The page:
Looking for a better way to get up out of bed

Instead of getting on the Internet and checking a new hit me. Get up!
– Mackelmore
Recently, a very big instagrammer – Sorrelle Amore had mentioned feeling addicted to her phone and the hits she felt from Instagram likes. Social media is like a slow drip of Opiates. You check it, sometimes, there are new updates. Or zero. Refresh. Refresh.

You keep staying engaged due to the “hit”.

I noticed I would wake up looking at it — and I would have a string of notifications. I would look at it between sets at the gym, at work, and laying in bed… keeping me up for endless amounts of time. (I don’t even want to admit how long). It had become an automatic response to keep checking it. on. repeat.

 

You probably do the same!! BUT don’t feel bad. I think many of us have the same issue and you don’t even realize… Instagram and many other apps were designed to be addictive.

It literally runs on the strongest reinforcement schedule; Variable-Interval (VI) schedule. In the context of operant conditioning, a variable schedule means the behavior (checking Instagram) is being rewarded (with likes, comments, dms) on an inconsistent schedule. This inconsistency keeps you coming back for more, because you never know when the hits going to show up.

Now you’re sucked into the dopamine-driven feedback loop. – Gotcha bitch!

Feeling myself being sucked into the endless Instagram vortex, I decided I needed a fucking break! So this is what I did, I deleted Instagram for 5 days to really test myself and hopefully get some mental clarity. Here is what those 5 days looked like:

 

During Day 1 & 2

1. I was distracted and not present
My mind was endlessly wandering. Did I just give myself ADD? Normally I would check my phone, even at the most inappropriate times. After the app was deleted, I still found myself checking the phone, clicking on the phantom spot it use to be in. I was definitely addicted.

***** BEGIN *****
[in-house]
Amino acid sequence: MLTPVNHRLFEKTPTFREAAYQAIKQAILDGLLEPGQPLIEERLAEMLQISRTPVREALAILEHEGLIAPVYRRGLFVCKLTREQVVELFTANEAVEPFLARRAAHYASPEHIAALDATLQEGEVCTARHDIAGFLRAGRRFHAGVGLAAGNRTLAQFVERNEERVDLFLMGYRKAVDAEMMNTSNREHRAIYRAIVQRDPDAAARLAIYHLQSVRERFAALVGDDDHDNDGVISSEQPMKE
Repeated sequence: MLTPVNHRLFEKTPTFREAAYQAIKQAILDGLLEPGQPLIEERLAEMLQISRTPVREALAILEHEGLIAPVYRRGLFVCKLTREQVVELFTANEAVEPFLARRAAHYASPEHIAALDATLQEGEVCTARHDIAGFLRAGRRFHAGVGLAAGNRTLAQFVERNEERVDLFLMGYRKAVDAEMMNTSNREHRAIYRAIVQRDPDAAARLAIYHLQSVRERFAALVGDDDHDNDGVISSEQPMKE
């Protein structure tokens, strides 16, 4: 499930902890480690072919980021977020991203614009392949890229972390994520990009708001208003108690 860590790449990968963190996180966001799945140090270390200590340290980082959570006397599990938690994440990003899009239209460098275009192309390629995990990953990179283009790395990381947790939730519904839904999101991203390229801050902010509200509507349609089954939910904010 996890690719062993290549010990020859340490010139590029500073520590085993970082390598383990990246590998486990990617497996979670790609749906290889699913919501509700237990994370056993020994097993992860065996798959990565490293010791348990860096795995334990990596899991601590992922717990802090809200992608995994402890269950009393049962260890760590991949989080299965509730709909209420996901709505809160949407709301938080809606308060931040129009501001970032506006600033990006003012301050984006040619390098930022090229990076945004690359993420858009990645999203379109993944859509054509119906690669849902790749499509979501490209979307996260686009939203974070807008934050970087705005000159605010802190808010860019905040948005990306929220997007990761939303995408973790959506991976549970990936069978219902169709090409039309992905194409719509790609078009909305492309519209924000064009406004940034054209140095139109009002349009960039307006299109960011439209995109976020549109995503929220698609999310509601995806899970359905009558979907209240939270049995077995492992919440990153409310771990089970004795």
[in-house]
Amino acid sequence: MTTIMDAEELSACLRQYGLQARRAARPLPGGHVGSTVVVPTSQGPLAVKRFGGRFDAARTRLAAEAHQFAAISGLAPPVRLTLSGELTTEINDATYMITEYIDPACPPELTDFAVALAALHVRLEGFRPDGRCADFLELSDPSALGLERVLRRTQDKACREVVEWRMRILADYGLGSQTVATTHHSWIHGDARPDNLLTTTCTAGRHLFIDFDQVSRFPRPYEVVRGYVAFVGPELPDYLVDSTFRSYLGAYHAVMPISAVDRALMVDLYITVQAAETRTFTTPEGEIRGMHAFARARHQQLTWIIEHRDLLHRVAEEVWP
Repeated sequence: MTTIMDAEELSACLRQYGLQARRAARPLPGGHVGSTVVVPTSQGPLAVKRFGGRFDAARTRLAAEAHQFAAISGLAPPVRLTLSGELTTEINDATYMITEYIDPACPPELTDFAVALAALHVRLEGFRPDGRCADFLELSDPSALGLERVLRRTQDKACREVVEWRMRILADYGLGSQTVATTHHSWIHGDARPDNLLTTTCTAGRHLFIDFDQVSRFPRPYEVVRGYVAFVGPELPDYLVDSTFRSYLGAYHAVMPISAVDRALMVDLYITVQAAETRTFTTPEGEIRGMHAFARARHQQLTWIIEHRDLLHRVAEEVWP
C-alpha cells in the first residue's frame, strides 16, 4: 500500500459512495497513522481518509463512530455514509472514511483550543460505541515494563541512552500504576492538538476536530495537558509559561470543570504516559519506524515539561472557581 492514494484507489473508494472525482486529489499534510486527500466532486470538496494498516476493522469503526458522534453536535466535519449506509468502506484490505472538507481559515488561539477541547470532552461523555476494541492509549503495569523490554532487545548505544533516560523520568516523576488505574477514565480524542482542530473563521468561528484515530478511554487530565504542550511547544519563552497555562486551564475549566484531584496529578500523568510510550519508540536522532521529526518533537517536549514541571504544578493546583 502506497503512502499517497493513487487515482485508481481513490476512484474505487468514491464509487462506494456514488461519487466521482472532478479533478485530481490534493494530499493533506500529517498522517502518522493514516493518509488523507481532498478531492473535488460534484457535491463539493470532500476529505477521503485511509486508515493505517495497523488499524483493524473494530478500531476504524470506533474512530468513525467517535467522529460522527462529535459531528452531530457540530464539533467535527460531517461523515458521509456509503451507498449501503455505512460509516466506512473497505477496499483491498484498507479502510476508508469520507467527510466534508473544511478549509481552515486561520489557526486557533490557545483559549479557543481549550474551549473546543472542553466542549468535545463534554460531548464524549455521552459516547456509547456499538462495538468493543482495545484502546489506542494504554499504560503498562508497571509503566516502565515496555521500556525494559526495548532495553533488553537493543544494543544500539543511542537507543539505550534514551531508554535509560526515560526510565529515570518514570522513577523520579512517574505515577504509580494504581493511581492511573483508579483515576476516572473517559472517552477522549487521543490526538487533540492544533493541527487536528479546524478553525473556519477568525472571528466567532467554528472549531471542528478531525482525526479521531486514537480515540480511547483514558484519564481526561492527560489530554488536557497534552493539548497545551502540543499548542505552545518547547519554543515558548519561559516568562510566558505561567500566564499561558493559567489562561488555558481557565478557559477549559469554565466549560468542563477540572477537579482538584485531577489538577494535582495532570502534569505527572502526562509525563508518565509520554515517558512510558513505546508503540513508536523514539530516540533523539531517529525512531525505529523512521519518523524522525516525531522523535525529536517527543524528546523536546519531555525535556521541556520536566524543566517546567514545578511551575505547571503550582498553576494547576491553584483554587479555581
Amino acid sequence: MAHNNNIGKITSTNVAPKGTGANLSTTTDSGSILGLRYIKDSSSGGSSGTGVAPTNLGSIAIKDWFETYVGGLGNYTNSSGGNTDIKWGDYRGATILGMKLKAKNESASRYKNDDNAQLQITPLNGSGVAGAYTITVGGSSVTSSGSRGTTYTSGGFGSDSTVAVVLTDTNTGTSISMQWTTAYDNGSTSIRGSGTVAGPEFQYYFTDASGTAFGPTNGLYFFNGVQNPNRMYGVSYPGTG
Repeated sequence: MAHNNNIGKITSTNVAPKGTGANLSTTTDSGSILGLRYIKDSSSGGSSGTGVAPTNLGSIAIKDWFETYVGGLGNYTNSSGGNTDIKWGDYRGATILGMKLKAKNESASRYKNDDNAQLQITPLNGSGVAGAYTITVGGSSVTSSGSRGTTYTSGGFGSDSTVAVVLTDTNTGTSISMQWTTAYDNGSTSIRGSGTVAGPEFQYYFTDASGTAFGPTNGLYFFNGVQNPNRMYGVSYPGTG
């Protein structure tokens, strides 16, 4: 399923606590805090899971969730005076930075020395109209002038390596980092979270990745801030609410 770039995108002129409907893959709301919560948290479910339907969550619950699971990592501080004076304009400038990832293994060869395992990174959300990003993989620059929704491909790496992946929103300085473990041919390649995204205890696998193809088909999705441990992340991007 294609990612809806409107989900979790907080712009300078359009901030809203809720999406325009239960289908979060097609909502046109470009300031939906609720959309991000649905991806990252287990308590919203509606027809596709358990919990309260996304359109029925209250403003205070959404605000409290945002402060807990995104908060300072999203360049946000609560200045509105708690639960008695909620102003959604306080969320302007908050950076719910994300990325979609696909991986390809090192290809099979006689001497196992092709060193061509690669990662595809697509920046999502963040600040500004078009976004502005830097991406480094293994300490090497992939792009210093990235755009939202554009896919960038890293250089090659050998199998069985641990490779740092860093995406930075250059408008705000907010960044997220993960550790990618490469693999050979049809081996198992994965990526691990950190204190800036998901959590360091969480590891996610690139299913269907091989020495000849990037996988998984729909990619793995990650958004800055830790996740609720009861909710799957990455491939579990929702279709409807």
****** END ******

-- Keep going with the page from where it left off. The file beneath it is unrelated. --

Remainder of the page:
2. I felt anxious
Between breaks or free periods in my day, I didn’t have anything to look at. I had not realized before how much I looked at it out of boredom or awkwardness. I didn’t know what to do myself. — “I’m  not sure what to do with my hands…”

 

AFTER Day 3

I started to get some comfort back. Freedom was upon me. I didn’t have anyone to respond to, no one to compare my work with. I did not waste my mornings in bed checking up on things, and I was just able to start and get through my day.

It was so refreshing! – I was no longer a slave to my phone… slowly!!

When getting back on – I did have a little FOMO, but this is what I learned.

 

The 3 Main Takeaways From the Instagram Break:

1. Learn to Set Boundaries

Give yourself a few structured times in your day to check Instagram and engage with people. And stop responding to people immediately. You’re just training them that you’re always available to them whenever they want, and you’re allowing yourself to be distracted.

If you give yourself specific times to check IG, especially during the work day, you will start becoming more present and focused in your day. You are in control. Don’t let your phone control you!

2. Don’t Forget to Live in the Present

Live now or forever hold your peace. Once you are able to set boundaries, you stop reacting. If you’re not in a reactive mindset, you will be able to remain present. – You don’t need to share every sunset or hot topic of your day. Also take breaks from viewing other people’s stories. When you view less of other people’s moments, you can skip out on the FOMO and you can be grateful for your breath, the sun on your skin, and those moments in good company.

3. Creativity Expands When You Unplug

The pressure is off. You are not visually bombarded by other peoples art, and you have no expectation to deliver anything on a timeline. When you free yourself from those constrictions you allow your mind to flow naturally. Having zero inhibitions will do you wonders when it comes to expanding your creativity.

 

Now it’s your turn. Zoom out a little bit and look at the whole picture. How does it feel? πŸ˜‰

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